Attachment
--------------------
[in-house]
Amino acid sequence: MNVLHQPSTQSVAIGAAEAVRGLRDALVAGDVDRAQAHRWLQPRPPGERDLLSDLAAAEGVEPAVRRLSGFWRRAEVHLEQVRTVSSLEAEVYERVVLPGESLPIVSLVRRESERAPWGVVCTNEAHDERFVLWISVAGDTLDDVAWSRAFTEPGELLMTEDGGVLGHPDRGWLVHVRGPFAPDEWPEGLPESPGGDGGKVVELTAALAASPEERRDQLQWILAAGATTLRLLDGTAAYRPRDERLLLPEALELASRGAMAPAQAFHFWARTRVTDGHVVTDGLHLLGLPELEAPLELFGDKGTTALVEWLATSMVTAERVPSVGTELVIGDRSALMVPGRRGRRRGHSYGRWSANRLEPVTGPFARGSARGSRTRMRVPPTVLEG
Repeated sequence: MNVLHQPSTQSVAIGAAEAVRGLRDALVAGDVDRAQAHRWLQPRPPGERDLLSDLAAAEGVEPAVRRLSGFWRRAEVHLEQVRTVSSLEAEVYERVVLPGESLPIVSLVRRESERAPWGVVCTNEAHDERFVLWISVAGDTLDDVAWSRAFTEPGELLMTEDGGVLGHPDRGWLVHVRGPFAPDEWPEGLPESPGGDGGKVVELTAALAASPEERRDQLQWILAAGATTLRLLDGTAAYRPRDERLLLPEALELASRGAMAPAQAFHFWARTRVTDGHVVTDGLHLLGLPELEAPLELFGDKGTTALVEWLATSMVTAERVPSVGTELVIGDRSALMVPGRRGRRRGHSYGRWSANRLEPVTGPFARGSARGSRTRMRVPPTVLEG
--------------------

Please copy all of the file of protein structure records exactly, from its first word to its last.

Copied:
[in-house]
Amino acid sequence: MNVLHQPSTQSVAIGAAEAVRGLRDALVAGDVDRAQAHRWLQPRPPGERDLLSDLAAAEGVEPAVRRLSGFWRRAEVHLEQVRTVSSLEAEVYERVVLPGESLPIVSLVRRESERAPWGVVCTNEAHDERFVLWISVAGDTLDDVAWSRAFTEPGELLMTEDGGVLGHPDRGWLVHVRGPFAPDEWPEGLPESPGGDGGKVVELTAALAASPEERRDQLQWILAAGATTLRLLDGTAAYRPRDERLLLPEALELASRGAMAPAQAFHFWARTRVTDGHVVTDGLHLLGLPELEAPLELFGDKGTTALVEWLATSMVTAERVPSVGTELVIGDRSALMVPGRRGRRRGHSYGRWSANRLEPVTGPFARGSARGSRTRMRVPPTVLEG
Repeated sequence: MNVLHQPSTQSVAIGAAEAVRGLRDALVAGDVDRAQAHRWLQPRPPGERDLLSDLAAAEGVEPAVRRLSGFWRRAEVHLEQVRTVSSLEAEVYERVVLPGESLPIVSLVRRESERAPWGVVCTNEAHDERFVLWISVAGDTLDDVAWSRAFTEPGELLMTEDGGVLGHPDRGWLVHVRGPFAPDEWPEGLPESPGGDGGKVVELTAALAASPEERRDQLQWILAAGATTLRLLDGTAAYRPRDERLLLPEALELASRGAMAPAQAFHFWARTRVTDGHVVTDGLHLLGLPELEAPLELFGDKGTTALVEWLATSMVTAERVPSVGTELVIGDRSALMVPGRRGRRRGHSYGRWSANRLEPVTGPFARGSARGSRTRMRVPPTVLEG